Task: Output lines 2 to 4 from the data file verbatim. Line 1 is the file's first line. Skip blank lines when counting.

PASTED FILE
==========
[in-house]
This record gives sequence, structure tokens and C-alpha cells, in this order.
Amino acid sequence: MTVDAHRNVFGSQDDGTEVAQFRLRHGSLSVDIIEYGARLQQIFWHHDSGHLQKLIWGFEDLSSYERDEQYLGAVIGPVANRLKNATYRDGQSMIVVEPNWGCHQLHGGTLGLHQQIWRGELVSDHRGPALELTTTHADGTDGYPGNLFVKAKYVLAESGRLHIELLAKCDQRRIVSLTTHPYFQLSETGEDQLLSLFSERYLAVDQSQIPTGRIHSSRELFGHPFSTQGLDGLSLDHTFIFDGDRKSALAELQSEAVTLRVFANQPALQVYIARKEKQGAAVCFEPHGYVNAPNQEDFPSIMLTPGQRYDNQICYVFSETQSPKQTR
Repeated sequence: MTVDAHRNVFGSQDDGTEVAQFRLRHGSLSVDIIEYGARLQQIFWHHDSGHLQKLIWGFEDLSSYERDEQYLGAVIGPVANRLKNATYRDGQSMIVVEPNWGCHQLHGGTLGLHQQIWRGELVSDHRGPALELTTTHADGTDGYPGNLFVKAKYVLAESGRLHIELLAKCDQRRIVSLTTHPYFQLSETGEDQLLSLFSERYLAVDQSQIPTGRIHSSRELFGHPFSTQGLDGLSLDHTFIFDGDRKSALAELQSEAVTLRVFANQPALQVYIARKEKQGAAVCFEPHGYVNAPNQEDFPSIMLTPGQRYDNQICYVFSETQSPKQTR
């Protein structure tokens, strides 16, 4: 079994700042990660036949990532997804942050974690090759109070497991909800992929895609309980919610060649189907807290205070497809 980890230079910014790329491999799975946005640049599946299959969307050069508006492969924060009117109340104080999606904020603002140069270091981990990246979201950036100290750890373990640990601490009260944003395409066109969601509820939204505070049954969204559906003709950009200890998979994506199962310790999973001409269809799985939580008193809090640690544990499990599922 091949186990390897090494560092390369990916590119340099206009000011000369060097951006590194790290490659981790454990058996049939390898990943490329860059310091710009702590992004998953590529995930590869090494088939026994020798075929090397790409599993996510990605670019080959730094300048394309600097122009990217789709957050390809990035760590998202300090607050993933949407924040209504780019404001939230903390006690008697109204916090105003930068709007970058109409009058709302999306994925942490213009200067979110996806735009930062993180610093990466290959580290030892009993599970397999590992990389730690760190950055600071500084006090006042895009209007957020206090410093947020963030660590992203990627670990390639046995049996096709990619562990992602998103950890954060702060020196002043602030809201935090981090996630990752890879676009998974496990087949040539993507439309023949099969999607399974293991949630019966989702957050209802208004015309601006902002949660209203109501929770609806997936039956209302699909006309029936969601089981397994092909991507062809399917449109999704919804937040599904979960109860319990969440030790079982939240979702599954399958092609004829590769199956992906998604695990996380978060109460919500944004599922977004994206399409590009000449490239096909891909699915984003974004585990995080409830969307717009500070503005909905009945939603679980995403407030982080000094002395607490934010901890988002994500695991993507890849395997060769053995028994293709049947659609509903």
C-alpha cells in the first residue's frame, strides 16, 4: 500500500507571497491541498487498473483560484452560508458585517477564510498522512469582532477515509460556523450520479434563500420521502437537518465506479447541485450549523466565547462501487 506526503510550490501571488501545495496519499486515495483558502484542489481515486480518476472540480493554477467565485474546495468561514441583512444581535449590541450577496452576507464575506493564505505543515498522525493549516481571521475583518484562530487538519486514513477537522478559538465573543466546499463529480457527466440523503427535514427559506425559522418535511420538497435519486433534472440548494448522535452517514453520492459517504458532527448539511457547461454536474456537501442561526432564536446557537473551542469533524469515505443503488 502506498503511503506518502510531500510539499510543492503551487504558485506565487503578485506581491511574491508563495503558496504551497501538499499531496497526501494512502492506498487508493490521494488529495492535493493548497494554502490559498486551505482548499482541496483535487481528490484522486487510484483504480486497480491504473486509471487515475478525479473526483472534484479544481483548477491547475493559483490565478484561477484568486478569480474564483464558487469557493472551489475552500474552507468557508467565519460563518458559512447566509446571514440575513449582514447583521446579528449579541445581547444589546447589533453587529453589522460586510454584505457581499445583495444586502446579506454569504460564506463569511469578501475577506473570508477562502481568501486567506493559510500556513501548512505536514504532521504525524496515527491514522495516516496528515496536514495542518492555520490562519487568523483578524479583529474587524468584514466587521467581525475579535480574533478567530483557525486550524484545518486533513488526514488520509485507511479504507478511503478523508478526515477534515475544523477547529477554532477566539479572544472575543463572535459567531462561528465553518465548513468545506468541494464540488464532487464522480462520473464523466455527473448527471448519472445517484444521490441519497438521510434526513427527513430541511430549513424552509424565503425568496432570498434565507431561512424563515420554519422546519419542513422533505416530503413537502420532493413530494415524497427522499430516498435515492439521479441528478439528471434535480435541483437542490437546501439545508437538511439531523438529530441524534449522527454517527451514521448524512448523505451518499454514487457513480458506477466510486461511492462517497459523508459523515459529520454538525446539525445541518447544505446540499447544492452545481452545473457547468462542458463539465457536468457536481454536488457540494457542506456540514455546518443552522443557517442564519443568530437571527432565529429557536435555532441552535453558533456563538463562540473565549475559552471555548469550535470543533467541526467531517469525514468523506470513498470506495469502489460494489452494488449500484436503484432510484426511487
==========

This record gives sequence, structure tokens and C-alpha cells, in this order.
Amino acid sequence: MTVDAHRNVFGSQDDGTEVAQFRLRHGSLSVDIIEYGARLQQIFWHHDSGHLQKLIWGFEDLSSYERDEQYLGAVIGPVANRLKNATYRDGQSMIVVEPNWGCHQLHGGTLGLHQQIWRGELVSDHRGPALELTTTHADGTDGYPGNLFVKAKYVLAESGRLHIELLAKCDQRRIVSLTTHPYFQLSETGEDQLLSLFSERYLAVDQSQIPTGRIHSSRELFGHPFSTQGLDGLSLDHTFIFDGDRKSALAELQSEAVTLRVFANQPALQVYIARKEKQGAAVCFEPHGYVNAPNQEDFPSIMLTPGQRYDNQICYVFSETQSPKQTR
Repeated sequence: MTVDAHRNVFGSQDDGTEVAQFRLRHGSLSVDIIEYGARLQQIFWHHDSGHLQKLIWGFEDLSSYERDEQYLGAVIGPVANRLKNATYRDGQSMIVVEPNWGCHQLHGGTLGLHQQIWRGELVSDHRGPALELTTTHADGTDGYPGNLFVKAKYVLAESGRLHIELLAKCDQRRIVSLTTHPYFQLSETGEDQLLSLFSERYLAVDQSQIPTGRIHSSRELFGHPFSTQGLDGLSLDHTFIFDGDRKSALAELQSEAVTLRVFANQPALQVYIARKEKQGAAVCFEPHGYVNAPNQEDFPSIMLTPGQRYDNQICYVFSETQSPKQTR